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NCJ Number: 119539 Add to Shopping cart Find in a Library
Title: Age, Period, and Cohort Effects (From Multiple Problem Youth: Delinquency, Substance Use, and Mental Health Problems, P 87-117, 1989, Delbert S Elliott, David Huizinga, et al -- See NCJ-119536)
Author(s): D S Elliott; D Huizinga; S Menard
Date Published: 1989
Page Count: 31
Sponsoring Agency: National Institute of Justice (NIJ)
Washington, DC 20531
National Institute of Mental Health
Bethesda, MD 20852
Office of Juvenile Justice and Delinquency Prevention
Washington, DC 20531
New York, NY 10010
US Dept of Justice NIJ Pub
Washington, DC 20531
Grant Number: MH27552; 78-JN-AX-0003; 83-IJ-CX-0063
Sale Source: Springer-Verlag
Publicity Manager
175 Fifth Avenue
New York, NY 10010
United States of America
Type: Research (Theoretical)
Language: English
Country: United States of America
Annotation: Based on data from the National Youth Survey (NYS) -- a longitudinal study of juvenile behaviors -- this study examines age, period, and cohort trends in delinquency, drug use, and mental health problems.
Abstract: The NYS sample is drawn from seven cohorts, aged 11-17 in the first year of data collection (1976) and aged 18-24 in the most recent year for which data are currently available. The data are examined in the context of two hypotheses: the Maturational Reform hypothesis and the Easterlin hypothesis. The Easterlin hypothesis asserts that the size of a cohort tends to be inversely related to the relative income of that cohort. The greater scarcity of resources for such cohorts in turn leads to higher levels of psychological and emotional stress. The Maturational Reform hypothesis holds that illegal behavior increases in early adolescence, is highest in middle to late adolescence, and then declines in early adulthood. For the prevalence of general delinquency, the study found, in descending order of magnitude, period, age (absolute deviation from age 16), and cohort size effects, confirming both the Easterlin and Maturational Reform hypothesis. Substance use appears to be subject to a Maturational Reform effect and appears to peak at the end of adolescence and the beginning of adulthood. It is affected by cohort size, as predicted by Easterlin. The prevalence of mental health problems, but not mean scale score, is consistent with the Easterlin cohort-size hypothesis, and it has a linear negative relationship to age. 11 tables.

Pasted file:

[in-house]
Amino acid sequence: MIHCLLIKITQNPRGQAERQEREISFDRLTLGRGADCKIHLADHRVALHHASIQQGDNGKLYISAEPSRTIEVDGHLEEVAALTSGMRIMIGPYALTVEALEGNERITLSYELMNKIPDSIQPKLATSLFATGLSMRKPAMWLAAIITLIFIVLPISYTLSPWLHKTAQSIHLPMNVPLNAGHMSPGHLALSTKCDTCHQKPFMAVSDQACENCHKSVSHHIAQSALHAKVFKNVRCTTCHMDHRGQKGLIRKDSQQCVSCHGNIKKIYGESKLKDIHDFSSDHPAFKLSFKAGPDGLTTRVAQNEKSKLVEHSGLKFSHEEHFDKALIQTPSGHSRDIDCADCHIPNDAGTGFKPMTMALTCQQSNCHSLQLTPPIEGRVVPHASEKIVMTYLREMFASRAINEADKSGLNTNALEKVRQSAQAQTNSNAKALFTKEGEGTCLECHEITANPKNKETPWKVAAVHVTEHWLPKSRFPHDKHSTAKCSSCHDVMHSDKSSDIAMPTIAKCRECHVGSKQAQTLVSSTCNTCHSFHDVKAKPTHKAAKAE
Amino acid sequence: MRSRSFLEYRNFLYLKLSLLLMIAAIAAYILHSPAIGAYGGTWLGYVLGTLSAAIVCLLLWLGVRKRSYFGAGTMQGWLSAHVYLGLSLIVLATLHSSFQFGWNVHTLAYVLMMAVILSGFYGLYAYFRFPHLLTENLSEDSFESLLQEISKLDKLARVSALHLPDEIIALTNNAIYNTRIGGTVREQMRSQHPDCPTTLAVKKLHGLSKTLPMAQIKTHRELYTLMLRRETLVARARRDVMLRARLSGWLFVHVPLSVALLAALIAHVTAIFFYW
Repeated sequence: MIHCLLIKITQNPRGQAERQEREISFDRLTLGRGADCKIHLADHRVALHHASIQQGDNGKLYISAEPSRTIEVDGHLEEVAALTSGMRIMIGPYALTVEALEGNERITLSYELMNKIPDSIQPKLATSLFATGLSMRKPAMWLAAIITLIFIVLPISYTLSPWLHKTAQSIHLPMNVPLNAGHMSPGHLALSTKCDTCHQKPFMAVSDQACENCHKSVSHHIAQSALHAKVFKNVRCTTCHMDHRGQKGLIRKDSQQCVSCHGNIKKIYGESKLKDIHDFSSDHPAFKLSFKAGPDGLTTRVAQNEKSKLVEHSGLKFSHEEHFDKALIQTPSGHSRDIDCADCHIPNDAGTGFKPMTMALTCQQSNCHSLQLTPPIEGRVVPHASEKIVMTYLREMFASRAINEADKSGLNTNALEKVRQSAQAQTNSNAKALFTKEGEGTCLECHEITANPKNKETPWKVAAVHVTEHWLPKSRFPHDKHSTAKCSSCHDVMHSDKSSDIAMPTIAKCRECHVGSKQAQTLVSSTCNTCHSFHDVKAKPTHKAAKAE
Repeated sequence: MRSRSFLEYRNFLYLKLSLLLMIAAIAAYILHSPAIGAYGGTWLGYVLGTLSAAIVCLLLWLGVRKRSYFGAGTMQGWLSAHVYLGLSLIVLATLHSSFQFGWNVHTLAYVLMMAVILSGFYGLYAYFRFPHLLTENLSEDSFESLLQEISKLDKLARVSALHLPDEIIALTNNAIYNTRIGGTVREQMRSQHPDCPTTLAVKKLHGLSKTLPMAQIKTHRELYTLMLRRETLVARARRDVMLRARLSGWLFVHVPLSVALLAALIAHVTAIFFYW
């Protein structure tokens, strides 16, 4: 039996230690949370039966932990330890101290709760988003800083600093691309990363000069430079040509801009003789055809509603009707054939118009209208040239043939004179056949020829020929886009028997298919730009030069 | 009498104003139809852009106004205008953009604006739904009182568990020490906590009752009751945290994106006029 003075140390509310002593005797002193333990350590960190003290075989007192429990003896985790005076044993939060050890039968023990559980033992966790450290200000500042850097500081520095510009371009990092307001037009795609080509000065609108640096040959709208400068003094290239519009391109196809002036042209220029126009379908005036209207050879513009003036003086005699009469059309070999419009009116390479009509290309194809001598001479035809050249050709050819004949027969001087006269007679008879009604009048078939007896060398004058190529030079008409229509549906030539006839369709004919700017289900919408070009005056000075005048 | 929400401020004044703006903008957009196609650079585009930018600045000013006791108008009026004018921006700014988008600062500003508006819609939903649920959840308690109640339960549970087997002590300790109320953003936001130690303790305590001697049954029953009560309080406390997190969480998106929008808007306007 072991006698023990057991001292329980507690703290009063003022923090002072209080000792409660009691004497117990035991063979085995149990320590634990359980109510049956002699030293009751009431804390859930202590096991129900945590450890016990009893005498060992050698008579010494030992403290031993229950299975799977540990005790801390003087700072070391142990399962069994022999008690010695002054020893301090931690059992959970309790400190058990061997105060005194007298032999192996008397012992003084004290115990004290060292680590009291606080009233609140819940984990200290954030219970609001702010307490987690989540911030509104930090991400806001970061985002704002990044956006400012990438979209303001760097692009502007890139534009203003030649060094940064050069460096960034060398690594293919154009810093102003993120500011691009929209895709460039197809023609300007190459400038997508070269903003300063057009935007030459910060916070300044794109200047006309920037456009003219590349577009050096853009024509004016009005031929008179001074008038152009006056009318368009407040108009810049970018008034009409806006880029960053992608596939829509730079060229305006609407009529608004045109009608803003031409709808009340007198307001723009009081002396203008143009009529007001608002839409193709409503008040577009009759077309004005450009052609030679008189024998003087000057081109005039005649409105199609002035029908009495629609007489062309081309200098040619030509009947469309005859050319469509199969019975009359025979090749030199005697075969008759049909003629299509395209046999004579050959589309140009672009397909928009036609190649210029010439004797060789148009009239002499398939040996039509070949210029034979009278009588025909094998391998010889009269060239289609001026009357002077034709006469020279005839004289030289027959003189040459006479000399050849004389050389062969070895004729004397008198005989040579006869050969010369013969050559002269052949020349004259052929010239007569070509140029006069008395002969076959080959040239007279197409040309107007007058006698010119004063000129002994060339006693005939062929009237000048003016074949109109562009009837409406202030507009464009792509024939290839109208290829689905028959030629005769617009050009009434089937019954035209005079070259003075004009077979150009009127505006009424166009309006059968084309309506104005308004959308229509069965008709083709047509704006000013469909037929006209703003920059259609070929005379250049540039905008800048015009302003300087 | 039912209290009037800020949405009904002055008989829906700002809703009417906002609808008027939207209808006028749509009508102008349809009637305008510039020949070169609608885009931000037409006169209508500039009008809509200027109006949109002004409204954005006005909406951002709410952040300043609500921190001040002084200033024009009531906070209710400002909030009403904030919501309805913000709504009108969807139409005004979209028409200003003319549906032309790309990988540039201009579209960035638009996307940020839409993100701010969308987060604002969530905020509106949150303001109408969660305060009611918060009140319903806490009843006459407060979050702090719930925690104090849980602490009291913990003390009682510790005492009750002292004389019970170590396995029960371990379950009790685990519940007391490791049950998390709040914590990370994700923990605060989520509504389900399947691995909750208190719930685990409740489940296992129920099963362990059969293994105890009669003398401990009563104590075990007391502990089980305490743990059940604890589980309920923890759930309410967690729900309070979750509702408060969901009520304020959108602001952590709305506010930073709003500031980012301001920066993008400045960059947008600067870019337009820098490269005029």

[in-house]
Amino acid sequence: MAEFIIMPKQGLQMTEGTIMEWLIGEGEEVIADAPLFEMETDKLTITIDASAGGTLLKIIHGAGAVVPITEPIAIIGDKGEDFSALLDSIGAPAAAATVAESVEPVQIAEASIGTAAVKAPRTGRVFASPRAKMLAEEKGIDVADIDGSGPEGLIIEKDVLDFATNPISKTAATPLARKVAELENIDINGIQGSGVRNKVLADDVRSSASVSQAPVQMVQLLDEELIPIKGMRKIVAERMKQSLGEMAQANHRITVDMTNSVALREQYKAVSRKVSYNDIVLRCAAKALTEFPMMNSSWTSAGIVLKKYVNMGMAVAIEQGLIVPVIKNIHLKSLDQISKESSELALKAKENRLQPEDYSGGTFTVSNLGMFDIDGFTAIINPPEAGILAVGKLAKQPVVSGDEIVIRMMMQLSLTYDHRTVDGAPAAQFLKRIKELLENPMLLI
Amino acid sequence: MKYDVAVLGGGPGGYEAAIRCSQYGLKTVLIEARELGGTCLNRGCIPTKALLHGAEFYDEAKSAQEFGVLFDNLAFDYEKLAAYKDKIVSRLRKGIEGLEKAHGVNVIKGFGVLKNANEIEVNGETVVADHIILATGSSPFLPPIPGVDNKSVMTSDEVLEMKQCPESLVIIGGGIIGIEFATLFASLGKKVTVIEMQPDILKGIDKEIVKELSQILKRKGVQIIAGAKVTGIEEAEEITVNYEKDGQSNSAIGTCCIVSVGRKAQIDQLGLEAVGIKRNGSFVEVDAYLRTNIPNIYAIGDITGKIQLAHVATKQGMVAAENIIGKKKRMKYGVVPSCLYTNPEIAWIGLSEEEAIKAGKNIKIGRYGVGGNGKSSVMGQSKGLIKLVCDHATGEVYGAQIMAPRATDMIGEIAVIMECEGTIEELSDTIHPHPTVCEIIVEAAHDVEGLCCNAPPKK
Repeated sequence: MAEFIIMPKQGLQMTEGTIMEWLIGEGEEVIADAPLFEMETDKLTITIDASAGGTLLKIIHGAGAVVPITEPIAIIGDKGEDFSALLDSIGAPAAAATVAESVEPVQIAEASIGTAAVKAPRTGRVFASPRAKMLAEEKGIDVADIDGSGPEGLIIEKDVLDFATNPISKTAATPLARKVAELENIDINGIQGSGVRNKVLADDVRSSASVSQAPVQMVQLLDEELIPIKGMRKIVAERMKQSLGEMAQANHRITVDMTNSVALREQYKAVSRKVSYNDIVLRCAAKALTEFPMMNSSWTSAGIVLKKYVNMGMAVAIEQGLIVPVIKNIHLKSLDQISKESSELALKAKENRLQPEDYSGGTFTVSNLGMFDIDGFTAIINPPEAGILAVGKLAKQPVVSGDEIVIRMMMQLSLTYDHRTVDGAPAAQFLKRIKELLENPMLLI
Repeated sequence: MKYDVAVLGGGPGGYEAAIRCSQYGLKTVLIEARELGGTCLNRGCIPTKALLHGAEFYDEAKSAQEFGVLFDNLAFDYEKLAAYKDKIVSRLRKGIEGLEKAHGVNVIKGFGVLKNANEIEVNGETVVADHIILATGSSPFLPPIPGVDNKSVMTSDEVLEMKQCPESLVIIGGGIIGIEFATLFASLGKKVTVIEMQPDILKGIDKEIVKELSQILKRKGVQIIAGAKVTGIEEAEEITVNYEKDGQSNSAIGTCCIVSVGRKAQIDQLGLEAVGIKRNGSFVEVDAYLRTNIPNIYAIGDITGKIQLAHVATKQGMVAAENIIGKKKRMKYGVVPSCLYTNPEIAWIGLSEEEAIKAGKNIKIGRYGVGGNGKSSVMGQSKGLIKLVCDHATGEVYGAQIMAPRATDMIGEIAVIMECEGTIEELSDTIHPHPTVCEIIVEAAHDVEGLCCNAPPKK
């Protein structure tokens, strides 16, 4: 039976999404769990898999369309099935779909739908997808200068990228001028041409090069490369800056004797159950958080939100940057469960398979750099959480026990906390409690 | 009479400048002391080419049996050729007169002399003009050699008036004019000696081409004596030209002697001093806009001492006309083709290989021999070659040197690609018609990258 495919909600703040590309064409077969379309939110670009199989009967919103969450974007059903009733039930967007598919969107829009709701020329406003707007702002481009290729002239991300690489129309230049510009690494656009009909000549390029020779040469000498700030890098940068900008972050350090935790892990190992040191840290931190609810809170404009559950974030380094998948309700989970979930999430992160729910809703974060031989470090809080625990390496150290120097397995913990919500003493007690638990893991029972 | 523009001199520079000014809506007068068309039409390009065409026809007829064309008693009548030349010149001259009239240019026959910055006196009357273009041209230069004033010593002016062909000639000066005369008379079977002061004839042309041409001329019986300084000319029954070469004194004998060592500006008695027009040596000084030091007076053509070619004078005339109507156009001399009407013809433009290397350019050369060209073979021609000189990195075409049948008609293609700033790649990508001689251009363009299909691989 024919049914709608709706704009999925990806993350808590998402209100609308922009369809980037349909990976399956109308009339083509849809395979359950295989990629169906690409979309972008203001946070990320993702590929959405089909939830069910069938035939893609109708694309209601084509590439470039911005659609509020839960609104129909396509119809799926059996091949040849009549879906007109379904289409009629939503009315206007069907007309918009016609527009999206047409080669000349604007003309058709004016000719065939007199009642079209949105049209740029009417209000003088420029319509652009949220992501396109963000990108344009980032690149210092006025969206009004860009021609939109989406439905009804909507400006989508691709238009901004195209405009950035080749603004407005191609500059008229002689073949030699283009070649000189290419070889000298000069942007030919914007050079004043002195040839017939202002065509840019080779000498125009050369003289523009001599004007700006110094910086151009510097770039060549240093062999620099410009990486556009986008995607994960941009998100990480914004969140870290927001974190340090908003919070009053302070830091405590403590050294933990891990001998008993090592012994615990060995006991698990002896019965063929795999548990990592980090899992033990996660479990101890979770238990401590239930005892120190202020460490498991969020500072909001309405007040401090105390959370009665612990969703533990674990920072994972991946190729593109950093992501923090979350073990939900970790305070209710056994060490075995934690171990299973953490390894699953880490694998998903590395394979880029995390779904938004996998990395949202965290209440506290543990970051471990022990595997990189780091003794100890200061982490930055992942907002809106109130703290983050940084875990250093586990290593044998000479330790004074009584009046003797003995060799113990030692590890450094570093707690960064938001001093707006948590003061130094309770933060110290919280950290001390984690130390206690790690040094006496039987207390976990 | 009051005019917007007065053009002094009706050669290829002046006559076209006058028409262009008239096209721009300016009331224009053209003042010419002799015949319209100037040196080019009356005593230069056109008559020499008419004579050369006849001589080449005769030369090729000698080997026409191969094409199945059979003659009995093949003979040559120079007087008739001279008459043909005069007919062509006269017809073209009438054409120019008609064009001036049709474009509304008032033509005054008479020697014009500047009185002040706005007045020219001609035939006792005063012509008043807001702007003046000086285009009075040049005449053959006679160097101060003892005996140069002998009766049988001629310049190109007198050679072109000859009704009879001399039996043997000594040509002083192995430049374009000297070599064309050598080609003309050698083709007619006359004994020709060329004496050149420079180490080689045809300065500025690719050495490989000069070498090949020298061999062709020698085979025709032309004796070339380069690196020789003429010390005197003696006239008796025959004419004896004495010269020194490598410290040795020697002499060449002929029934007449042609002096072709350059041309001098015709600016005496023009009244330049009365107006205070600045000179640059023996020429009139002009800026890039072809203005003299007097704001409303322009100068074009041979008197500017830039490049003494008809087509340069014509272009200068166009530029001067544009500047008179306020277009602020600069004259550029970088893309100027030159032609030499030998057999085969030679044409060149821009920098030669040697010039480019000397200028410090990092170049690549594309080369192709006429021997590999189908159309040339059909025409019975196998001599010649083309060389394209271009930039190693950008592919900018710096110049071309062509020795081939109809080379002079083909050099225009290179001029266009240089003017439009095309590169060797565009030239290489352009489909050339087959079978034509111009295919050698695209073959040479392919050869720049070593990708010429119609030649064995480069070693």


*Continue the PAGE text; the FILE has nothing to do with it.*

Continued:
Main Term(s): Juvenile crime patterns
Index Term(s): Juvenile plea bargaining; Mental disorders; Underage Drinking
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